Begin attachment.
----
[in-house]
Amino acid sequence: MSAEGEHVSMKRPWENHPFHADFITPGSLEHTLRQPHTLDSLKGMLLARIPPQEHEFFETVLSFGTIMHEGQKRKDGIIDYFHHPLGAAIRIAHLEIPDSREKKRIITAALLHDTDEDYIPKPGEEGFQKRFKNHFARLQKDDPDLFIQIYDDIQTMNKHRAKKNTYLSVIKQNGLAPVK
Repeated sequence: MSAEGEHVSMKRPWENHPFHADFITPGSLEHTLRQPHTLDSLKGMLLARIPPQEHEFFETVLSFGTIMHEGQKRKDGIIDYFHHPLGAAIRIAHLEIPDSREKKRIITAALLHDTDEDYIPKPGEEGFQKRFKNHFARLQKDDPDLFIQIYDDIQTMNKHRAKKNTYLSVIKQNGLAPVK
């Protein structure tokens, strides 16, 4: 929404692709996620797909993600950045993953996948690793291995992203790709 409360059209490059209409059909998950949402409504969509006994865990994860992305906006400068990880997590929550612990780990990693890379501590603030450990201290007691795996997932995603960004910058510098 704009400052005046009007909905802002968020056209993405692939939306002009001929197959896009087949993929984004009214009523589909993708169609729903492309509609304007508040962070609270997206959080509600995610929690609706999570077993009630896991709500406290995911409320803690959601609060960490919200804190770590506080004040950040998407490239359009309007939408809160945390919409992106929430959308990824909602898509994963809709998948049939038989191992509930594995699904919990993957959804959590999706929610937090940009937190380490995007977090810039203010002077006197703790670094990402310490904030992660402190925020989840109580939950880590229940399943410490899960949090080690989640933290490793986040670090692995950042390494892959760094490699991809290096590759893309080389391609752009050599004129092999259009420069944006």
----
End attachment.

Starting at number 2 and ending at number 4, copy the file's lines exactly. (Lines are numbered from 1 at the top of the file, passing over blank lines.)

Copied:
Amino acid sequence: MSAEGEHVSMKRPWENHPFHADFITPGSLEHTLRQPHTLDSLKGMLLARIPPQEHEFFETVLSFGTIMHEGQKRKDGIIDYFHHPLGAAIRIAHLEIPDSREKKRIITAALLHDTDEDYIPKPGEEGFQKRFKNHFARLQKDDPDLFIQIYDDIQTMNKHRAKKNTYLSVIKQNGLAPVK
Repeated sequence: MSAEGEHVSMKRPWENHPFHADFITPGSLEHTLRQPHTLDSLKGMLLARIPPQEHEFFETVLSFGTIMHEGQKRKDGIIDYFHHPLGAAIRIAHLEIPDSREKKRIITAALLHDTDEDYIPKPGEEGFQKRFKNHFARLQKDDPDLFIQIYDDIQTMNKHRAKKNTYLSVIKQNGLAPVK
């Protein structure tokens, strides 16, 4: 929404692709996620797909993600950045993953996948690793291995992203790709 409360059209490059209409059909998950949402409504969509006994865990994860992305906006400068990880997590929550612990780990990693890379501590603030450990201290007691795996997932995603960004910058510098 704009400052005046009007909905802002968020056209993405692939939306002009001929197959896009087949993929984004009214009523589909993708169609729903492309509609304007508040962070609270997206959080509600995610929690609706999570077993009630896991709500406290995911409320803690959601609060960490919200804190770590506080004040950040998407490239359009309007939408809160945390919409992106929430959308990824909602898509994963809709998948049939038989191992509930594995699904919990993957959804959590999706929610937090940009937190380490995007977090810039203010002077006197703790670094990402310490904030992660402190925020989840109580939950880590229940399943410490899960949090080690989640933290490793986040670090692995950042390494892959760094490699991809290096590759893309080389391609752009050599004129092999259009420069944006």